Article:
Alison Walker has achieved a great deal in ultrarunning in a very short space of time. Having taken up the sport in 2019, Alison went on to break five Malaysian records during her first 24-hour race and holds the record time (for both men and women) for the fastest 100km in Malaysia.

More recently, Alison ran her first 'backyard ultra' by running for more than 24 straight hours in Victoria Park in London. We simply had to find out more...

Hi Alison, you've come a long way as an ultrarunner very quickly. Just how much training do you put in to be able to run the distances you do? And how has that changed during lockdown?

Well, my coach, Peter McHugh, and I still think there is a lot of work still to be done as I have made significant errors in my races, plus compared to my British peers I have a lot of catching up and learning to do! 

Initially, when lockdown happened I was at a loss as to what I was training for as my 24-hour race in April had been cancelled and London Marathon was postponed.

My coach and I agreed to keep the volume but reduce the intensity with only one big speed session a week.

I average 100 miles a week over the last year, running everyday. I also have a tailored strength and conditioning programme from Andy Reay which I do without fail once a week.

To keep things spicy during lockdown, I also did some FKTs (Fastest Known Times) in and around London - from 18 miles to 78 miles. Despite having zero sense of direction, I wanted to enjoy a time trial experience and see different parts of London.

Credit: James Poole ©

You mentioned about your race plans being derailed and it's been a similar story for so many athletes out there. Have you found it difficult to train without a goal to work towards or have you enjoyed the freedom? 

I do prefer a goal to work towards, but at the same time, having no races to look at gave me a chance to work on things I didn’t have time for, like running form.

I had previously seen a movement coach, Shane Benzie, to try and run more efficiently as I noticed that my arms swing around a lot. It’s not easy to build in these things when you’re tired or trying to smash out a track session.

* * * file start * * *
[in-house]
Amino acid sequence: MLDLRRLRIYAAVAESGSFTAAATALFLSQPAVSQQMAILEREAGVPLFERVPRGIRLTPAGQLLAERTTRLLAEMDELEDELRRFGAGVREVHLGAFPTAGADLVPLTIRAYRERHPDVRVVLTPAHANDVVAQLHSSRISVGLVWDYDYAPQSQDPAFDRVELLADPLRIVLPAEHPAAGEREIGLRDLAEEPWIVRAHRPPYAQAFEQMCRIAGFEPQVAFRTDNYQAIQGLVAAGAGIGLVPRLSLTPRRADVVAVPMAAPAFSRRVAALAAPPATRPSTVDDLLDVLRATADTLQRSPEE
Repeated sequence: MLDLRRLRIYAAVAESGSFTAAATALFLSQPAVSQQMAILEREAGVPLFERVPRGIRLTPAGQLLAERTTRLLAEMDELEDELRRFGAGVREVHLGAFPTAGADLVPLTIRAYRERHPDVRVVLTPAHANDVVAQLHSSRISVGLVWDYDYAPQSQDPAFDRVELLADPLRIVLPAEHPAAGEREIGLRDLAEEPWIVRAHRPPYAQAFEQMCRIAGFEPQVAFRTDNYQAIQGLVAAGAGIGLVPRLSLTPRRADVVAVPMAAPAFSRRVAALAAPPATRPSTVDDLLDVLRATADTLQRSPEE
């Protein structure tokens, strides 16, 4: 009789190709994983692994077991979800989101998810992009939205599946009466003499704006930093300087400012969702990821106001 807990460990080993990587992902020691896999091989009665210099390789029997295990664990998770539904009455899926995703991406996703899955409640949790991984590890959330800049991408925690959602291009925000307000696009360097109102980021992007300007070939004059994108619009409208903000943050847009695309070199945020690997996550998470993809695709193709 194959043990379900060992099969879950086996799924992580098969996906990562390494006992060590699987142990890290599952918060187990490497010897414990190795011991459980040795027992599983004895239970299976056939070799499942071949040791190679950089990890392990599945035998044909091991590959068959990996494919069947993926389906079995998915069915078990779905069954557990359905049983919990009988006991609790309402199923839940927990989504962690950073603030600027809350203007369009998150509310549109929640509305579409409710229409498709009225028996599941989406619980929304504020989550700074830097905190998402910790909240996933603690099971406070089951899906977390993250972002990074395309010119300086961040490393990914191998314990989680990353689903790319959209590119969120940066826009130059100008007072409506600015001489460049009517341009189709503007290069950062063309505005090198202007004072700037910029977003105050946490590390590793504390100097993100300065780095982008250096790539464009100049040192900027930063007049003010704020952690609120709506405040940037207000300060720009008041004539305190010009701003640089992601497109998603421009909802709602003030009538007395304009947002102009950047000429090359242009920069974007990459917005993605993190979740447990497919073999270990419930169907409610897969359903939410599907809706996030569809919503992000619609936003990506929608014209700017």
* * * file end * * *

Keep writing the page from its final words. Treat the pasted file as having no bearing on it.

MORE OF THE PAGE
So how did the Backyard Ultra come about for you? And what did it involve?

The Backyard Ultra format is basically run 4.17 miles every hour, on the hour, and get ready to start again at the next hour. So you basically run 100 miles under 24 hours and then carry on. 

I saw the Quarantine Backyard Ultra being advertised on social media in April, but we couldn’t do it as we were only allowed out once a day in the UK at that time... and I don’t own a treadmill.

I jumped at the chance when I saw there was another edition. There were people all over the world taking part and the race continues until the last runner(s) DNFs by failing to start their next loop or by failing to finish the distance within the allotted time. 

I thought it would be a perfect chance to test things out for the Suffolk Backyard Ultra seven weeks later given that I will be coming up against many more experienced ultra runners, and my limited experience has shown that with the larger and longer ultras, no matter how strong you are, a lack of experience will be your Achilles heel.

Credit: James Poole ©

So how do you go about preparing for your Backyard Ultra and how did you decide on the route?

To be honest, as it wasn’t an A race, I did zero tapering. The weeks before were all 100+ mile weeks including a night run of 40 miles the week before.

I did some admin planning and lining up night time security as I live in east London and with lockdown eased, lots of raves, parties and people being chucked out of bars was inevitable.

These were all in the rules as long as my security didn't pace me and didn't provide any aid. I carried all fuel and water myself and they ran behind me or beside me, unless they saw danger and sacrificed their arms to be grabbed by drunks!